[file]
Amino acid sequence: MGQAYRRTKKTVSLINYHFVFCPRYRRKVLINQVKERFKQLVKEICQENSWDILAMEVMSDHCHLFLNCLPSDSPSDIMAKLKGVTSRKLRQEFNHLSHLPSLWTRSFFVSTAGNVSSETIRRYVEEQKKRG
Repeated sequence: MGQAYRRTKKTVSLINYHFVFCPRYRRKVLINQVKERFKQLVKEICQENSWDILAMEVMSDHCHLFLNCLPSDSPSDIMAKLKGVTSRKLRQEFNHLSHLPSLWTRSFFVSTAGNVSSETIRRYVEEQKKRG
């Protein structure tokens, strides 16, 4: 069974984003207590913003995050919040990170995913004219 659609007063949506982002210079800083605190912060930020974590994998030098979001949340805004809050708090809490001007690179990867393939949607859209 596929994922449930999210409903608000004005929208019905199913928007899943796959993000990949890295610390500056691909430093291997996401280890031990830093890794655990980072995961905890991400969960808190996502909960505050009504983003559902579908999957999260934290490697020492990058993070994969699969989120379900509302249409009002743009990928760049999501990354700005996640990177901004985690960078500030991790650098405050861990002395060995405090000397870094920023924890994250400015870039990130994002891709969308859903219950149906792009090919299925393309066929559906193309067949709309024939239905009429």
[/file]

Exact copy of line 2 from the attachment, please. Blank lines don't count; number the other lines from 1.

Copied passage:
Repeated sequence: MGQAYRRTKKTVSLINYHFVFCPRYRRKVLINQVKERFKQLVKEICQENSWDILAMEVMSDHCHLFLNCLPSDSPSDIMAKLKGVTSRKLRQEFNHLSHLPSLWTRSFFVSTAGNVSSETIRRYVEEQKKRG